An under-rated gem, 25th Hour is a powerful story about how the decisions you make in your life, and who you make them with, can ultimately lead to your downfall.
When drug dealer 'Monty' Montgomery Brogan (Edward Norton) is busted in post 9-11 New York, he has 24 hours to tie up the loose ends in his life before going to jail.
Spending the last night of his life with his girlfriend Naturelle (Rosario Dawson) and two best friends, Frank (Barry Pepper) a high flyer on wall street, and Jacob (Phillip Seymour Hoffman) an English teacher who finds himself in an awkward predicament with one of his students, Monty learns to take responsibility of his own actions while dreading his upcoming stretch in prison.
The acting is top notch, especially in regards to Edward Norton who delivers his best work since American History X. One particular scene where he is letting out all of his frustrations in front of a bathroom mirror is amazing.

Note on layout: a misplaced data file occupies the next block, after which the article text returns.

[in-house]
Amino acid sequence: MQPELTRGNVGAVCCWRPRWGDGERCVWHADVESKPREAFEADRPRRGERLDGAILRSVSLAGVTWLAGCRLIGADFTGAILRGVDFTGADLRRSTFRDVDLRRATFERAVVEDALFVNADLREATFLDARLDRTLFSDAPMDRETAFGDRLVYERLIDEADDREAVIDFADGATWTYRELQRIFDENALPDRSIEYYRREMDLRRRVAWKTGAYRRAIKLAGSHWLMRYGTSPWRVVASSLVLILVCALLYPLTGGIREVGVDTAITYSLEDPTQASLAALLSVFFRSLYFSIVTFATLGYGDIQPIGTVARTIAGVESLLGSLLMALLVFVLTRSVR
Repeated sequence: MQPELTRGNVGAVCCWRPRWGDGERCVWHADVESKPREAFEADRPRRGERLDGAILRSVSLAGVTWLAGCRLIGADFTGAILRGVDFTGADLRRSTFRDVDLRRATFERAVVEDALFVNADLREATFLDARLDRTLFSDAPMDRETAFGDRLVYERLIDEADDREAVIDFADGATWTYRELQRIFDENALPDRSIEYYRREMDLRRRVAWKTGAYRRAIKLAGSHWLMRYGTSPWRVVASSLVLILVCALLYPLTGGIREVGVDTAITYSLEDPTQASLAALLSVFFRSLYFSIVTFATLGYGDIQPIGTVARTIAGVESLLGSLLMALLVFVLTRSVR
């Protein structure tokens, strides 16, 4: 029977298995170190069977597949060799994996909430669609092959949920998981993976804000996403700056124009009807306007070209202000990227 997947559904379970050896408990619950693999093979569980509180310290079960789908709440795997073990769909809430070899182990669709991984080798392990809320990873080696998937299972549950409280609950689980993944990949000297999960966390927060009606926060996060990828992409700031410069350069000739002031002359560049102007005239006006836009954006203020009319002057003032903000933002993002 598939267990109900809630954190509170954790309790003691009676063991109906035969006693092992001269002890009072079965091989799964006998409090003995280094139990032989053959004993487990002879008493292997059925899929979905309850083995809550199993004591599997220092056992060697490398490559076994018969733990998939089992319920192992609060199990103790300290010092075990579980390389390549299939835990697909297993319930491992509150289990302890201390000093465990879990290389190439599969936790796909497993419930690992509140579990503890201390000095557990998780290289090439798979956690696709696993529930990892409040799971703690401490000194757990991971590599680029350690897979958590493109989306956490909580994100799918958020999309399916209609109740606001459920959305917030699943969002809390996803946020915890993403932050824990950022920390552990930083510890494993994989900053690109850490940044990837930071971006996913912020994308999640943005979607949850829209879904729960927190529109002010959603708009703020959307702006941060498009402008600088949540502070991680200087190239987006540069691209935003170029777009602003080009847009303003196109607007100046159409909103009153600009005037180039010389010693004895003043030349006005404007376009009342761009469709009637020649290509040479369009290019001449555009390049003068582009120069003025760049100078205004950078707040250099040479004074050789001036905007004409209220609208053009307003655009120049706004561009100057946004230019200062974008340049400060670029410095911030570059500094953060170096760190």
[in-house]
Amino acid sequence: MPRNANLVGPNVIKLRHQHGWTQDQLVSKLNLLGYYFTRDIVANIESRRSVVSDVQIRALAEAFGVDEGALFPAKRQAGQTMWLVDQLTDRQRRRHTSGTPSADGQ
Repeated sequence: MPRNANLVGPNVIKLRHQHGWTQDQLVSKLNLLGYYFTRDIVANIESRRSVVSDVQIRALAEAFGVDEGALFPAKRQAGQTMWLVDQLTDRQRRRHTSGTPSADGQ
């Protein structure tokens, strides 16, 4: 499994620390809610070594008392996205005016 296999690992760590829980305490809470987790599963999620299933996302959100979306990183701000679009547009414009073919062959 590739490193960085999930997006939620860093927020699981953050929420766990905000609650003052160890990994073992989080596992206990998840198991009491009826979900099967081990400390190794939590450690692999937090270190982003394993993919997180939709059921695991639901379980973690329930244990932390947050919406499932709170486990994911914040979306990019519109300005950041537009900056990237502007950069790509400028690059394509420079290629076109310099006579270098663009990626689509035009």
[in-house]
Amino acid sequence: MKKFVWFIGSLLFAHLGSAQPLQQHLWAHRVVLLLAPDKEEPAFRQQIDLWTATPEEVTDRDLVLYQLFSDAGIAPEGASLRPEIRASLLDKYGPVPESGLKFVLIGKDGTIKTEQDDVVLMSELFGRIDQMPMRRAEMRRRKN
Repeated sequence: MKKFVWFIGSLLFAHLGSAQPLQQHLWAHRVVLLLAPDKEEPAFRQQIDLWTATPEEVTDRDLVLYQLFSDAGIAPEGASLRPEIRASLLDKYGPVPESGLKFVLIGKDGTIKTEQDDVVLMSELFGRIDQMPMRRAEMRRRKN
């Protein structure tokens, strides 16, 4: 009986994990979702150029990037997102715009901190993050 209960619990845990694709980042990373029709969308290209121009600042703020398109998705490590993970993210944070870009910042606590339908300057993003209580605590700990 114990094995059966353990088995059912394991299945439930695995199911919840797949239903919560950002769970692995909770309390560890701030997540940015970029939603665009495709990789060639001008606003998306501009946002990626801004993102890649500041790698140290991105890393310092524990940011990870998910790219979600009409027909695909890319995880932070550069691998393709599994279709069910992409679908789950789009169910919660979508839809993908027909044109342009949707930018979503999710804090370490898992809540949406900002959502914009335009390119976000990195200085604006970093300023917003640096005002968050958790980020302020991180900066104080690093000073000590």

Phillip Seymour Hoffman is solid as always, while Barry Pepper bounced back rather well after the disgracefully bad Battlefield Earth. And of course the ever reliable Brian Cox is always in fine form as Monty's father. If their ever ways the character actor for our time, then he is it.
Regardless on how you may feel about Spike Lee's political views, there is no denying that when on the ball he is an exceptional director. His courageous decision not to ignore the effects of 9/11, by constantly showing visuals of ground zero (where the Twin Towers once stood) not only helped with the tone of the movie, but also was an important backdrop for these characters, and a reminder of what was happening in their world.
The story line between Phillip Seymour Hoffman and Anna Paquin was quite an annoying distraction. And while they are both tremendously gifted actors, there bumbling romance just does not work.
But that aside, 25th Hour is a very good film and a treat for fans of Spike Lee and the actors involved.